Roles and Responsibilities in Climate Risk Management in Austria – the RESPECT research project

18:00 Tuesday 28 May




Thomas Schinko (Austria) 1; Markus Leitner (Austria) 2

1 - Scientist; 2 - Project manager

Damages caused by climate and weather extremes have increased over the last few decades and will likely only broaden with the progression of climate change and socioeconomic development. Austria is largely exposed to floods and droughts, which often bring grave social and economic consequences with them. Such climate-related risks are already being tackled and overcome within the framework of natural disaster risk management (DRM), as well as climate change adaptation (CCA). However, to manage these climate-related risks more effectively it is necessary to link DRM and CCA to develop approaches more comprehensively, leading to what has been broadly referred to as climate risk management (CRM).

The overarching goal of the research project RESPECT (Roles and Responsibilities in Climate Risk Management in Austria) is to support the implementation of comprehensive CRM in Austria. A practical and holistic climate risk management will be developed together with relevant stakeholders. The RESPECT Project executes the project goals on two different levels. At the local level, RESPECT cooperates with the city of Lienz in East Tyrol. By means of a role-playing simulation, roles and responsibilities were identified and assigned.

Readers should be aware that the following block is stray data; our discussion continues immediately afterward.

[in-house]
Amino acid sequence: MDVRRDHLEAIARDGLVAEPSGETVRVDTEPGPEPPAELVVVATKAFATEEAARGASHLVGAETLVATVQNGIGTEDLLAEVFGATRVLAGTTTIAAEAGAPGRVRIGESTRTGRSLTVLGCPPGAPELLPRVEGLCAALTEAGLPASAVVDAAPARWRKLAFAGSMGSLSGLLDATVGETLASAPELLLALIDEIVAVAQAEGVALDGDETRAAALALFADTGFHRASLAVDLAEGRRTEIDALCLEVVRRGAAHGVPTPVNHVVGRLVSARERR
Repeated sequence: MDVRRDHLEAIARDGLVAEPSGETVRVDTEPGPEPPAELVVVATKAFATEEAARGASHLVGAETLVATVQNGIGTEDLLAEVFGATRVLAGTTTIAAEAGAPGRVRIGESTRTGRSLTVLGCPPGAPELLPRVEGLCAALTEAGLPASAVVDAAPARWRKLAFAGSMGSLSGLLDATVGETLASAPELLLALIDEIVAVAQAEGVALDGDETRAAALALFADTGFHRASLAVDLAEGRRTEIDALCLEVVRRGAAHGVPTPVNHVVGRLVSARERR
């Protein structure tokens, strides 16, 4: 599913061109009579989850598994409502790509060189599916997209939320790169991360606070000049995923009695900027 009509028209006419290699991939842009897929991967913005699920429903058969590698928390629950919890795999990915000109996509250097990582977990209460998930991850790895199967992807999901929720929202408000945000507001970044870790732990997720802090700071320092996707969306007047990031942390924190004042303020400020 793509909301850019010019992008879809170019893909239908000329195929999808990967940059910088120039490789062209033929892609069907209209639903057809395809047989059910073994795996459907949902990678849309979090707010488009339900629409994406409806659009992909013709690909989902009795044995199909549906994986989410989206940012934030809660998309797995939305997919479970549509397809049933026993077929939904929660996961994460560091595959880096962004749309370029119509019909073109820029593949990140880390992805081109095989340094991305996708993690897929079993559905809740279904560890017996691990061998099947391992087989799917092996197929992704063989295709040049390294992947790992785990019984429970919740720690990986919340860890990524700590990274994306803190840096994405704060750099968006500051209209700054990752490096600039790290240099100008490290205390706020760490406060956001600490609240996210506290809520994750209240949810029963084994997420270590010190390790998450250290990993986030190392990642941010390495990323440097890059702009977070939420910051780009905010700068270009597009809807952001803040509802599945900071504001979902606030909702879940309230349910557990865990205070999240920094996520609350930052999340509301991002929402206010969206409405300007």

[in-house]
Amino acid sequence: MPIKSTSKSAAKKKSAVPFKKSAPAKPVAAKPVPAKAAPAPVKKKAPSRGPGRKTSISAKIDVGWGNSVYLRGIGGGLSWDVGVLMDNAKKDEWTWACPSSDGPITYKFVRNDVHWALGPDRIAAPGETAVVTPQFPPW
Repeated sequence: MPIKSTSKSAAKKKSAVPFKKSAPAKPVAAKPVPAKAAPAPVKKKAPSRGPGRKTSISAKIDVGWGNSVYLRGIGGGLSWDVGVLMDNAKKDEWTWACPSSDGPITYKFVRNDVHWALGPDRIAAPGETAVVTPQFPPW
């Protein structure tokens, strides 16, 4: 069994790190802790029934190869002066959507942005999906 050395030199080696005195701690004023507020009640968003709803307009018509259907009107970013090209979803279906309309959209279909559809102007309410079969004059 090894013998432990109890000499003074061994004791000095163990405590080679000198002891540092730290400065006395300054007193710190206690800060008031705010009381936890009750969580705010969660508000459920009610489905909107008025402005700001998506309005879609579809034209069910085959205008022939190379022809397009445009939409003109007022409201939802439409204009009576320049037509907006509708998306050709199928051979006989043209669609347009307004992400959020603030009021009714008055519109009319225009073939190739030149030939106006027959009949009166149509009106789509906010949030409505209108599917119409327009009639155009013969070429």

At the national level, the fiscal implications of present and future climate risks were studied. Possible connections between these two levels are also be taken into consideration and examined carefully. In this presentation, we will focus on two selected project highlights. First, the insights gained from a comprehensive stakeholder analysis in the Austrian CRM decision making context, which revealed that CRM is not (yet) explicitly implemented in Austria’s risk management landscape, based on interviews and two stakeholder workshops. Second, the insights gained from the role-play simulation for allocating roles and responsibilities in CRM, which has been developed, tested and applied to the case of flood risk in the city of Lienz. Finally, we will put these Austrian insights into the international context and, together with the audience, reflect on how the concept of CRM can be further developed in research and practice to better integrate DRR and CCA actors.